Moon of Baroda

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A brief history

October 18, 2018: The Times of India

Moon of Baroda- a brief history
From: October 18, 2018: The Times of India

The diamond that Hollywood icon Marilyn Monroe wore for the ‘Diamonds Are A Girl’s Best Friend’, the 24.05 carat historic ‘Moon of Baroda’, will go under the hammer next month in Hong Kong. Its presale estimate is in the range of $500,000 to $750,000.

The canary yellow gem was once a prized possession of Baroda’s erstwhile royals, the Gaekwad family, for 500 years till it was sold to an undisclosed person in the 1920s. It will be auctioned at the Hong Kong autumn sale by Christie’s on November 27. The event marks a dramatic reappearance of this gem after almost three decades after Monroe wore it in the song for ‘Gentlemen Prefer Blondes.’ The iconic photograph of Monroe wearing the famous diamond, that she autographed, will also go under the hammer alongside the Golconda gem. Monroe had scrawled on the photograph “thanks for the chance to wear the Moon of Baroda’’. The photograph of Monroe is expected to fetch $10,000 to $15,000.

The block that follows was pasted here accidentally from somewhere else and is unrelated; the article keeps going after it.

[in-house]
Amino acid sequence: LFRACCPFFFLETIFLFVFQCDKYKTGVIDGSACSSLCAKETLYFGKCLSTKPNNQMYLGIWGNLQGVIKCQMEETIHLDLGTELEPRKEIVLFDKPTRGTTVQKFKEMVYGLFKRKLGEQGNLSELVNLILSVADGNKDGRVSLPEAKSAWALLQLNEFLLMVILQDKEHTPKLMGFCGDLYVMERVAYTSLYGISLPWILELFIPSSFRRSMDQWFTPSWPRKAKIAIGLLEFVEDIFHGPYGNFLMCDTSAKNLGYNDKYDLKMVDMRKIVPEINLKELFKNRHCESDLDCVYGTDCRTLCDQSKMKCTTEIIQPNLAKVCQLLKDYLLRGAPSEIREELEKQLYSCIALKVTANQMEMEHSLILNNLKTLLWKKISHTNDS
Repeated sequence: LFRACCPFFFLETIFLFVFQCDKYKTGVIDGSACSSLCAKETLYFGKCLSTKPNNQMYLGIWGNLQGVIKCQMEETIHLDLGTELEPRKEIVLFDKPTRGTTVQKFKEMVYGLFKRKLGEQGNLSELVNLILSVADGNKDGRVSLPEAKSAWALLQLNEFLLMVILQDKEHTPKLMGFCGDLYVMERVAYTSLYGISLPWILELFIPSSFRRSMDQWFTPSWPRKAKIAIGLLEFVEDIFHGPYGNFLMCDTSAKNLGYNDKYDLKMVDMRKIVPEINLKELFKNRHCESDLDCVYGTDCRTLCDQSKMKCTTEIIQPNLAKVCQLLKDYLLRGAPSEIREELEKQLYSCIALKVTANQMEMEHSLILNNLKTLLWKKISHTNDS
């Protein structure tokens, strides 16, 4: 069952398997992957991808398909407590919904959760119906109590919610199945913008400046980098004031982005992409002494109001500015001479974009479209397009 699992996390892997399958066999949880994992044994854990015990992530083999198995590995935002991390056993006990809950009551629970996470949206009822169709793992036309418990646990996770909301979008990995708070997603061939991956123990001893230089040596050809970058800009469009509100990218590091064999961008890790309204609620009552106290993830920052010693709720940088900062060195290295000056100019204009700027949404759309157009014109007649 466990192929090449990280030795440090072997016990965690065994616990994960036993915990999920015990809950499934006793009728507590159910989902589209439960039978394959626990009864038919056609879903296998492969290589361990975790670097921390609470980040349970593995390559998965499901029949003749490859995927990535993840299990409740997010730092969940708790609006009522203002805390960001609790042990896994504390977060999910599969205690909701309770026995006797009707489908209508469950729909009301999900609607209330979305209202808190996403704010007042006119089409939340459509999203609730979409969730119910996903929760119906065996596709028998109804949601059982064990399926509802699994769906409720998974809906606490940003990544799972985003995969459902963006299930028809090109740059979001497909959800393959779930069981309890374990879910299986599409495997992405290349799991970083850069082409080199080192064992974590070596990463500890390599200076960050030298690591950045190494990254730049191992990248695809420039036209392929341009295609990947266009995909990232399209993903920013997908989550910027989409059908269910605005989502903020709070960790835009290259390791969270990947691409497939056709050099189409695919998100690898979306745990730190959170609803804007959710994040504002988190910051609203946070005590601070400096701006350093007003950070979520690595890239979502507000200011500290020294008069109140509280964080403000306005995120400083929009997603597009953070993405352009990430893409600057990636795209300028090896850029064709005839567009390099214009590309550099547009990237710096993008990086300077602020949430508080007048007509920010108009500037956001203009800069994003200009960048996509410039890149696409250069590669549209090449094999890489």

The diamond’s origin has now been established to be from the 3,000-year-old Golconda mine that also produced the ‘Koh-i-Noor’ and the ‘Nizam’. Christie’s had the diamond authenticated from Gemological Institute of America. “After 28 years, it (diamond) has once again reappeared at Christie’s. Only this time, it is classified as a historical diamond from the esteemed Golconda mine,” a note shared by the auction house with TOI stated. The Golconda mine is the first-ever diamond mine to be discovered in the world, making these diamonds exceptionally rare and most sought-after.

“The existence of the Moon of Baroda was first documented in the 15th century among the vast collection of the Gaekwads of Baroda, princes of one of India’s most ancient and powerful ruling families (and one of the world’s richest),” the auction house said. Beyond these nuggets, the unique diamond has little recorded history though its legend includes popular myths and mysterious buyers.

Christie’s had auctioned the Moon of Baroda in New York in 1990 to an unknown buyer who purchased it at $297,000, more than double its pre-sale estimate of $120,000.

See also

Diamond market in India

Kohinoor/ Koh-i-Noor

Moon of Baroda

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